Methos says he is "just a guy," but obviously (just by being who he is) this is not true, yet what I think he is really trying to tell Duncan is "Don't put me on a pedestal. I'm not a paragon of virtue. I'm not another version of Darius." Despite the age difference, Methos wants to be Duncan's friend, not a father-figure or mentor.As Methos later tells Duncan, he has "been many things;" not all of them nice -- but even early on in their friendship Methos anticipates that Mac will eventually discover this and in an indirect way he wants to prepare Mac for this knowledge. It's possible that this is also one of the reasons that Methos rarely relates any details of his extensive past. Mac's opinion of him does matter to Methos and obviously Mac's friendship is very important to Methos -- despite the sarcasm and supposed nonchalance, it is clear that Methos is very fond of Mac, after all he keeps voluntarily reappearing in Mac's life (hard to argue that he had any other reason for his visits to Seacouver).
IMO, when fanfic writers try to make excuses for Methos' time with the Horsemen (by saying he was coerced, brainwashed, somehow entitled to revenge or whatever) or by saying that he didn't really enjoy the killing or that he is now racked with neverending guilt -- what they are really saying that THEY (the fans/fanfic writers) are uncomfortable embracing such an amoral character. This is a character who was unequivocally evil in the past, who enjoyed murder, rape, and destruction; a character who (still) tells lies, might act in a cowardly fashion, enjoys his material comforts, puts himself first, will not necessarily do the right thing. What does it say to the fan about him/herself, if he/she can readily embrace such a character?
IMO, some fans are uncomfortable acknowledging that they can like such a character. Most of us have been raised by our parents "to do the right thing" and conditioned by society to believe and behave in certain accepted ways. We like to think we are basically good people -- and I believe most of us are. Yet, even good people can be fascinated by evil or amorality -- it doesn't mean we would ever actually behave this way ourselves in real life. However, some people are not comfortable with even the idea that they are indeed fascinated by these things. I personally see nothing wrong with an intellectual interest in the darker aspects of human nature; it's only when we confuse fantasy with reality or idle thoughts with actual actions that this becomes dangerous to both ourselves and to others.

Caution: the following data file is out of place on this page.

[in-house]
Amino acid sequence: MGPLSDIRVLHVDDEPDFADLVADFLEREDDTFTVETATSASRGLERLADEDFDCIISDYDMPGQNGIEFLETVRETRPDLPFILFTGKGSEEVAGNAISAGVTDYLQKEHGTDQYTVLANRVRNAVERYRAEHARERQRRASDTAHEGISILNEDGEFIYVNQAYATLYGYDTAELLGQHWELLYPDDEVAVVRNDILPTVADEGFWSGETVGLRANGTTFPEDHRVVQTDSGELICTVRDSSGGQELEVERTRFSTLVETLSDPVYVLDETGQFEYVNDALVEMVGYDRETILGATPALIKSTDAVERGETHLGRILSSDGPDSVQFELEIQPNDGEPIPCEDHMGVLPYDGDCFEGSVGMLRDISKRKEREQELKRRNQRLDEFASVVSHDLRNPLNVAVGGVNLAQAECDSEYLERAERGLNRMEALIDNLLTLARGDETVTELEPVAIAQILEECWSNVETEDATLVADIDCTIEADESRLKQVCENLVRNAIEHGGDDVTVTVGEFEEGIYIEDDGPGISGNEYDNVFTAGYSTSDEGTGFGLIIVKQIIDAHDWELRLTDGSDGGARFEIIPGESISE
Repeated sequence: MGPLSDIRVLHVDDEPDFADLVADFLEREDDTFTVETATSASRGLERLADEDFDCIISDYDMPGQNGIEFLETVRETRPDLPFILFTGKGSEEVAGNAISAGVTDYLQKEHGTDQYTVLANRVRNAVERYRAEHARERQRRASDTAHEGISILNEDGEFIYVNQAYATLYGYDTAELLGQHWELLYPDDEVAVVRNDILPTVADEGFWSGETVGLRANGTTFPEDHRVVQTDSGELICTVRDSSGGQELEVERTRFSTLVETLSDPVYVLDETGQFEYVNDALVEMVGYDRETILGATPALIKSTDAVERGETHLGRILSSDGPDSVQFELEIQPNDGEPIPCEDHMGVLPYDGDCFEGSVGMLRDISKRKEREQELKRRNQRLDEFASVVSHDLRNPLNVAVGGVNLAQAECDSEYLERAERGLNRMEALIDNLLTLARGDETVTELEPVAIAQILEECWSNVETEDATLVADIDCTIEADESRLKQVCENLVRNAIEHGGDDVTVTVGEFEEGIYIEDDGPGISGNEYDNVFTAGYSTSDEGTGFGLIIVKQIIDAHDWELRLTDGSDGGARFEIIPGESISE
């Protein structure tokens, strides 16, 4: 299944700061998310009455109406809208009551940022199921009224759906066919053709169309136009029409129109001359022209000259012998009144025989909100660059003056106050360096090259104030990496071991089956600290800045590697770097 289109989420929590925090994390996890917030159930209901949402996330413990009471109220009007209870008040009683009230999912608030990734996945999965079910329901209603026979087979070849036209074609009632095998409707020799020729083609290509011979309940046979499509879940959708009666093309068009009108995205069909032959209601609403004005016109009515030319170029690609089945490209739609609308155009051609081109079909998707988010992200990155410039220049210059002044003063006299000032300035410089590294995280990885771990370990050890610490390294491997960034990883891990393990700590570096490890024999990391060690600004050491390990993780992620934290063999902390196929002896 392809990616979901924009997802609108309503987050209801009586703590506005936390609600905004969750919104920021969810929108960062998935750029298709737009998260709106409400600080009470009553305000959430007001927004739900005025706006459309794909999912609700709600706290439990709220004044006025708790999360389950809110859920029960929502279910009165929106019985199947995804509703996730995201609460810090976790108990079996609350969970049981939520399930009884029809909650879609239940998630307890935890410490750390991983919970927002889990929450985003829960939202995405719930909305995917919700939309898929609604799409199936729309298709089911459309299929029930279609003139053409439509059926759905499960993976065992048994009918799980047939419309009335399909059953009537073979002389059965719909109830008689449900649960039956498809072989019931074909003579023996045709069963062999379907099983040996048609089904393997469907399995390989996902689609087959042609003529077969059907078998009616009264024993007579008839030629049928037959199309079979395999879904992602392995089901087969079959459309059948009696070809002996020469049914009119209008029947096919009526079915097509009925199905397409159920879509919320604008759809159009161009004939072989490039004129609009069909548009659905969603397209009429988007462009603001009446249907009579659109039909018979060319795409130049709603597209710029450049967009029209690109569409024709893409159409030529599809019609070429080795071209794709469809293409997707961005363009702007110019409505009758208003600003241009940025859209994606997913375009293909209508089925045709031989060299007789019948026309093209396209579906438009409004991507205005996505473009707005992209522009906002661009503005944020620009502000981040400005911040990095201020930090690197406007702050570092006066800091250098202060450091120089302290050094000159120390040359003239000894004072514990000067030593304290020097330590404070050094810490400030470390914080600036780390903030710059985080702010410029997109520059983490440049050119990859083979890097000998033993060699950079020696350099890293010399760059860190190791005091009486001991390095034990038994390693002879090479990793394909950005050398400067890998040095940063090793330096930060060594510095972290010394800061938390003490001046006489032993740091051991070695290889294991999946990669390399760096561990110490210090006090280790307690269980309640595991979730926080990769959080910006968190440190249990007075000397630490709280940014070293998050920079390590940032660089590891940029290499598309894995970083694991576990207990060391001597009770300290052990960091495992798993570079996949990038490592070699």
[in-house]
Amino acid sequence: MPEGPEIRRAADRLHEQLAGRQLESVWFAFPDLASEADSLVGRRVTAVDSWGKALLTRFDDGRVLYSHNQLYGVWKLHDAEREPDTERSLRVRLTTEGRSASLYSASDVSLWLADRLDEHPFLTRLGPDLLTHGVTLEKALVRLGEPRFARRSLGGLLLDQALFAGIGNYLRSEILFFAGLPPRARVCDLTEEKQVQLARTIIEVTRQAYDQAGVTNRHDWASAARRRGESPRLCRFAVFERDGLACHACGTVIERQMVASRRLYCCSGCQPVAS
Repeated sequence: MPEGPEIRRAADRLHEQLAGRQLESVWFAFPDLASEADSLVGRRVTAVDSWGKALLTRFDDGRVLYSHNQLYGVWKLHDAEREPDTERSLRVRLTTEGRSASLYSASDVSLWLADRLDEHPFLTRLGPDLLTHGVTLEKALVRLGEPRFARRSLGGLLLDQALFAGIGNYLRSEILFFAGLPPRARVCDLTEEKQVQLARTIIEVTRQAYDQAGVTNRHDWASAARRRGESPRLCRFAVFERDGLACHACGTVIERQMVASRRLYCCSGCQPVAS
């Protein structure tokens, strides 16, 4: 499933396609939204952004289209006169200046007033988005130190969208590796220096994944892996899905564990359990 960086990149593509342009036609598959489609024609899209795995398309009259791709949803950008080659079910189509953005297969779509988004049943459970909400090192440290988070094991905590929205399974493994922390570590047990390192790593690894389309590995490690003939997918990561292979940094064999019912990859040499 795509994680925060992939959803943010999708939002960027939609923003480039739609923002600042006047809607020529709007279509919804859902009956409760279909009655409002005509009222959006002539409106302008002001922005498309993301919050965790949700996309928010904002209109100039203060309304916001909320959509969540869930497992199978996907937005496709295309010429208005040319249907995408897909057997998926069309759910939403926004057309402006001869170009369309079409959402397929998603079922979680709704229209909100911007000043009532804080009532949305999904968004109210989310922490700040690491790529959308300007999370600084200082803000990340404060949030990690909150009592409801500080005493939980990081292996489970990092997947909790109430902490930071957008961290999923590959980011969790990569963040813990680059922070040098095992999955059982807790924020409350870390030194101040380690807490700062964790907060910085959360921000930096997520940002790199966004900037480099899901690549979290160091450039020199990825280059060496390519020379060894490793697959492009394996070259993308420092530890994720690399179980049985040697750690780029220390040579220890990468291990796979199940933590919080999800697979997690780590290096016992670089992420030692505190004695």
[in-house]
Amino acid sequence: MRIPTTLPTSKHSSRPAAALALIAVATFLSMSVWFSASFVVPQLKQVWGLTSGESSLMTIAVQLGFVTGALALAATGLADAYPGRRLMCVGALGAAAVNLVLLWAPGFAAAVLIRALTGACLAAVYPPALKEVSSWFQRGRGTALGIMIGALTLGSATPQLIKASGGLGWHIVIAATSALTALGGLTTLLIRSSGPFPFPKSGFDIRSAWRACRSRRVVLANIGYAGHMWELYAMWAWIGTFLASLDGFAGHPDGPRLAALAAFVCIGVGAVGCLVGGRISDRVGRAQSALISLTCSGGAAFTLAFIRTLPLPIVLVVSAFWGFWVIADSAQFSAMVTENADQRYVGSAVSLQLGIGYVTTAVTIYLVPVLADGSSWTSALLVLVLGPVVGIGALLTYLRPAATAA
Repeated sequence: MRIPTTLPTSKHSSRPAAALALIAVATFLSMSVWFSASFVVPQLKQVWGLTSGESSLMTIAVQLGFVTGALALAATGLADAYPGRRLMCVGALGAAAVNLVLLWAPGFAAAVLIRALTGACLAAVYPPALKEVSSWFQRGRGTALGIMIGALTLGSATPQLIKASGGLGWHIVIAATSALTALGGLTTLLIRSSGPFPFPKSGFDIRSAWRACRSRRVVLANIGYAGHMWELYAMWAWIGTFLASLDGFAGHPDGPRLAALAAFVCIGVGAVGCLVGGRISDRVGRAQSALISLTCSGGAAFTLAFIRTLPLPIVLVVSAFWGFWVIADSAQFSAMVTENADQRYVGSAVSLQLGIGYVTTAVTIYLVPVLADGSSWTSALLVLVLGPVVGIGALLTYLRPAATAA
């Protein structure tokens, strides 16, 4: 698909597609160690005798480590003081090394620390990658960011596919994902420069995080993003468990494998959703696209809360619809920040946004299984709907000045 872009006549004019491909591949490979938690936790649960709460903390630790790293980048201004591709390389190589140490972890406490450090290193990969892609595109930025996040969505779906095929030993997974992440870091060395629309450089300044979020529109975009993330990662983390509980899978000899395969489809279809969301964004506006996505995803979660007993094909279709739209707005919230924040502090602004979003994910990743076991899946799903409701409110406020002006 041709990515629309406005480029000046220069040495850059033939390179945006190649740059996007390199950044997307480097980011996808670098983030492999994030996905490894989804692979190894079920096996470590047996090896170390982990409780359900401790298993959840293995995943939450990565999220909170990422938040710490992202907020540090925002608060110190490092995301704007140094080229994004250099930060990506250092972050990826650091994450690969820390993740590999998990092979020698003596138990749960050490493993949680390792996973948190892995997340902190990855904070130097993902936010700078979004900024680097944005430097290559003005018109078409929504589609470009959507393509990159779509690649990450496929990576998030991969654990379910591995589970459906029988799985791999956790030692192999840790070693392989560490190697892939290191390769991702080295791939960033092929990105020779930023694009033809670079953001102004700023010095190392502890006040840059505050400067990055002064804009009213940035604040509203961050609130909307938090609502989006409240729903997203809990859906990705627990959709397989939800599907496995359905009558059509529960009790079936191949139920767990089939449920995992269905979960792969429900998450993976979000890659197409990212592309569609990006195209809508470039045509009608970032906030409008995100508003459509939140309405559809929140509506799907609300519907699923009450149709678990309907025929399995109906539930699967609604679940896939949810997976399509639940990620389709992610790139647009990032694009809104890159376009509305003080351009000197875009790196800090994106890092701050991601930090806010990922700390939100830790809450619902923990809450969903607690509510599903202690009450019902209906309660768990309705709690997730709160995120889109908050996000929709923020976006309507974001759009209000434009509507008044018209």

Despite the fact that mendacity seems to be second-nature for Methos, I think there are many instances when we should take what the character says (in the aired episodes) at face value. In CAH/Rev when Methos tells Mac that he did kill all those people (and probably plenty more besides, 10,000 over a 1000+ years only works out to an average of 10 people a year, not really all that impressive for a raider/marauder calling himself "Death," maybe 100,000(?) is a better number) and he killed because he liked it -- I think this is probably the literal truth. Yes, Methos murdered a lot of people and yes he enjoyed it. Of course, he is telling Duncan this in this manner in order to shock him and drive him away for his own safety.IMO, Methos is trying to protect Mac (from Kronos) by ending his friendship with the Highlander and it obviously costs Methos a lot to do this when he holds both Mac and their friendship so dear. But because of his feelings for Duncan, he puts Duncan's safety above his own desire to save the friendship. He cannot ask Duncan to trust him or to stand by him. I do not think Methos has any real desire to rejoin Kronos or to recreate the past, but IF Mac had lost his fight with Kronos, then being the ultimate survivor I think it's very likely that Methos would have placated Kronos and stayed with him. So despite our fascination with this oldest of Immortals, the character remains morally ambiguous. Perhaps this unpredictability adds to our fascination?